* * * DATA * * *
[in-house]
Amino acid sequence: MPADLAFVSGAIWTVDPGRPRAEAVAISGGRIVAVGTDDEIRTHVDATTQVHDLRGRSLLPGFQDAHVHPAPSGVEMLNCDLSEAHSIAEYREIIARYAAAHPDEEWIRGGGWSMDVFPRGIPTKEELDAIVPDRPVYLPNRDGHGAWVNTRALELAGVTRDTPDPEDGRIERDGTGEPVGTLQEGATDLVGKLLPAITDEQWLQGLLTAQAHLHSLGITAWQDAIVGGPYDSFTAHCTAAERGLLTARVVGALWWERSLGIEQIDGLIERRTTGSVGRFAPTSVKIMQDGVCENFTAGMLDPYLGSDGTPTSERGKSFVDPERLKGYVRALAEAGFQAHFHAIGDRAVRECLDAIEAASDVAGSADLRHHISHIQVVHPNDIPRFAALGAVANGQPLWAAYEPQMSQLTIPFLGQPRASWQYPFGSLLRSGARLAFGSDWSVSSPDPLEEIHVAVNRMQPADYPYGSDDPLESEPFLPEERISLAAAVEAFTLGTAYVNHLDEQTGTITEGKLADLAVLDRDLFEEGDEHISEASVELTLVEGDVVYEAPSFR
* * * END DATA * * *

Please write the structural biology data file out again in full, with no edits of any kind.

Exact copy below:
[in-house]
Amino acid sequence: MPADLAFVSGAIWTVDPGRPRAEAVAISGGRIVAVGTDDEIRTHVDATTQVHDLRGRSLLPGFQDAHVHPAPSGVEMLNCDLSEAHSIAEYREIIARYAAAHPDEEWIRGGGWSMDVFPRGIPTKEELDAIVPDRPVYLPNRDGHGAWVNTRALELAGVTRDTPDPEDGRIERDGTGEPVGTLQEGATDLVGKLLPAITDEQWLQGLLTAQAHLHSLGITAWQDAIVGGPYDSFTAHCTAAERGLLTARVVGALWWERSLGIEQIDGLIERRTTGSVGRFAPTSVKIMQDGVCENFTAGMLDPYLGSDGTPTSERGKSFVDPERLKGYVRALAEAGFQAHFHAIGDRAVRECLDAIEAASDVAGSADLRHHISHIQVVHPNDIPRFAALGAVANGQPLWAAYEPQMSQLTIPFLGQPRASWQYPFGSLLRSGARLAFGSDWSVSSPDPLEEIHVAVNRMQPADYPYGSDDPLESEPFLPEERISLAAAVEAFTLGTAYVNHLDEQTGTITEGKLADLAVLDRDLFEEGDEHISEASVELTLVEGDVVYEAPSFR